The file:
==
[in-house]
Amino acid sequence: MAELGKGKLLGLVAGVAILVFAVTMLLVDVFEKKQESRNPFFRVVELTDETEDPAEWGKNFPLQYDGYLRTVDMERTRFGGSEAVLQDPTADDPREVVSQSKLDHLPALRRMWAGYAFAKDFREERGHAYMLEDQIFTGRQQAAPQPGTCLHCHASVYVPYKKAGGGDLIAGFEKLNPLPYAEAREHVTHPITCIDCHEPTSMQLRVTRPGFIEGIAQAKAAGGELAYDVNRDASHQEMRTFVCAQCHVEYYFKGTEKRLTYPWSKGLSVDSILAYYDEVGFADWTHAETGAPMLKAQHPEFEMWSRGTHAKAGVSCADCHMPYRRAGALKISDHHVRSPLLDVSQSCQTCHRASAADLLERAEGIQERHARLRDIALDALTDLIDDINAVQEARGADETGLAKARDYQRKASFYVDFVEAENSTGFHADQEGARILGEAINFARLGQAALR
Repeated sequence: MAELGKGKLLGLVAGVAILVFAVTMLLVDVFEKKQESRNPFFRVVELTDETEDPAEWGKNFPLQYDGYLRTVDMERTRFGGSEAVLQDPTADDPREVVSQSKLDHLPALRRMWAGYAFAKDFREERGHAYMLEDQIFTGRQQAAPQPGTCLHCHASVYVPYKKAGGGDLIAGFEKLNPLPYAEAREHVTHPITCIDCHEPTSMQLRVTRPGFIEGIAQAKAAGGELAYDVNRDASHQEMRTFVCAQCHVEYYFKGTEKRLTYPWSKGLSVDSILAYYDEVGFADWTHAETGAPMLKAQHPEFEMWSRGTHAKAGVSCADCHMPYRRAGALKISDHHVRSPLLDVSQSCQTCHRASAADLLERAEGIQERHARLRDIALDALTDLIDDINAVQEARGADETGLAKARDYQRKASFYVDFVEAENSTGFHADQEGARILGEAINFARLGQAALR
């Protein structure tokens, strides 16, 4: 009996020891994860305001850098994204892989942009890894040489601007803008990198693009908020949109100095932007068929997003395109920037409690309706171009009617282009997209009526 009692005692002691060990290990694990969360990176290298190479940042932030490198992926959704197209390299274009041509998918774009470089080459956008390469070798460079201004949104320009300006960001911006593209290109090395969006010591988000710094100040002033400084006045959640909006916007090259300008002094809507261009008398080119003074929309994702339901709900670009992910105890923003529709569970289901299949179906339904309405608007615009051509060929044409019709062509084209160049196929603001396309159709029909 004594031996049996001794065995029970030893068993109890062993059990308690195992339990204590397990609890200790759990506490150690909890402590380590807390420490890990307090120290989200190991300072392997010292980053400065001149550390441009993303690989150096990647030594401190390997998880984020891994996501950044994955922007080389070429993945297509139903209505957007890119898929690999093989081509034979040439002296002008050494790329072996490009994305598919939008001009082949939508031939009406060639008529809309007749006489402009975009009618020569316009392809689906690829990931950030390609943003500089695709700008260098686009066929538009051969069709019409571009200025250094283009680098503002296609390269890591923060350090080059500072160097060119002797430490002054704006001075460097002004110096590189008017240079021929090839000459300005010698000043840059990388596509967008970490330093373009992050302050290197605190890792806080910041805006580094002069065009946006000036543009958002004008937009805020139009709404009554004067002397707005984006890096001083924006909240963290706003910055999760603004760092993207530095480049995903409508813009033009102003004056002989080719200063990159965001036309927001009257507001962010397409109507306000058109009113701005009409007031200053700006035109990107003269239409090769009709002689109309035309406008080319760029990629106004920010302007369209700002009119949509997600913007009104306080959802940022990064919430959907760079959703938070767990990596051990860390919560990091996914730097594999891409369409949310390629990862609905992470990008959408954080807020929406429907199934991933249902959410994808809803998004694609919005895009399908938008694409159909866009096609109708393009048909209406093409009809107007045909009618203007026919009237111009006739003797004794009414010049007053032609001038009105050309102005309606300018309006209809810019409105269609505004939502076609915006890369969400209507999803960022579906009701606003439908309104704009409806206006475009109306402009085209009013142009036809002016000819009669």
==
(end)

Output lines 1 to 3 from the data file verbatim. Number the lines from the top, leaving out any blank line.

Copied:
[in-house]
Amino acid sequence: MAELGKGKLLGLVAGVAILVFAVTMLLVDVFEKKQESRNPFFRVVELTDETEDPAEWGKNFPLQYDGYLRTVDMERTRFGGSEAVLQDPTADDPREVVSQSKLDHLPALRRMWAGYAFAKDFREERGHAYMLEDQIFTGRQQAAPQPGTCLHCHASVYVPYKKAGGGDLIAGFEKLNPLPYAEAREHVTHPITCIDCHEPTSMQLRVTRPGFIEGIAQAKAAGGELAYDVNRDASHQEMRTFVCAQCHVEYYFKGTEKRLTYPWSKGLSVDSILAYYDEVGFADWTHAETGAPMLKAQHPEFEMWSRGTHAKAGVSCADCHMPYRRAGALKISDHHVRSPLLDVSQSCQTCHRASAADLLERAEGIQERHARLRDIALDALTDLIDDINAVQEARGADETGLAKARDYQRKASFYVDFVEAENSTGFHADQEGARILGEAINFARLGQAALR
Repeated sequence: MAELGKGKLLGLVAGVAILVFAVTMLLVDVFEKKQESRNPFFRVVELTDETEDPAEWGKNFPLQYDGYLRTVDMERTRFGGSEAVLQDPTADDPREVVSQSKLDHLPALRRMWAGYAFAKDFREERGHAYMLEDQIFTGRQQAAPQPGTCLHCHASVYVPYKKAGGGDLIAGFEKLNPLPYAEAREHVTHPITCIDCHEPTSMQLRVTRPGFIEGIAQAKAAGGELAYDVNRDASHQEMRTFVCAQCHVEYYFKGTEKRLTYPWSKGLSVDSILAYYDEVGFADWTHAETGAPMLKAQHPEFEMWSRGTHAKAGVSCADCHMPYRRAGALKISDHHVRSPLLDVSQSCQTCHRASAADLLERAEGIQERHARLRDIALDALTDLIDDINAVQEARGADETGLAKARDYQRKASFYVDFVEAENSTGFHADQEGARILGEAINFARLGQAALR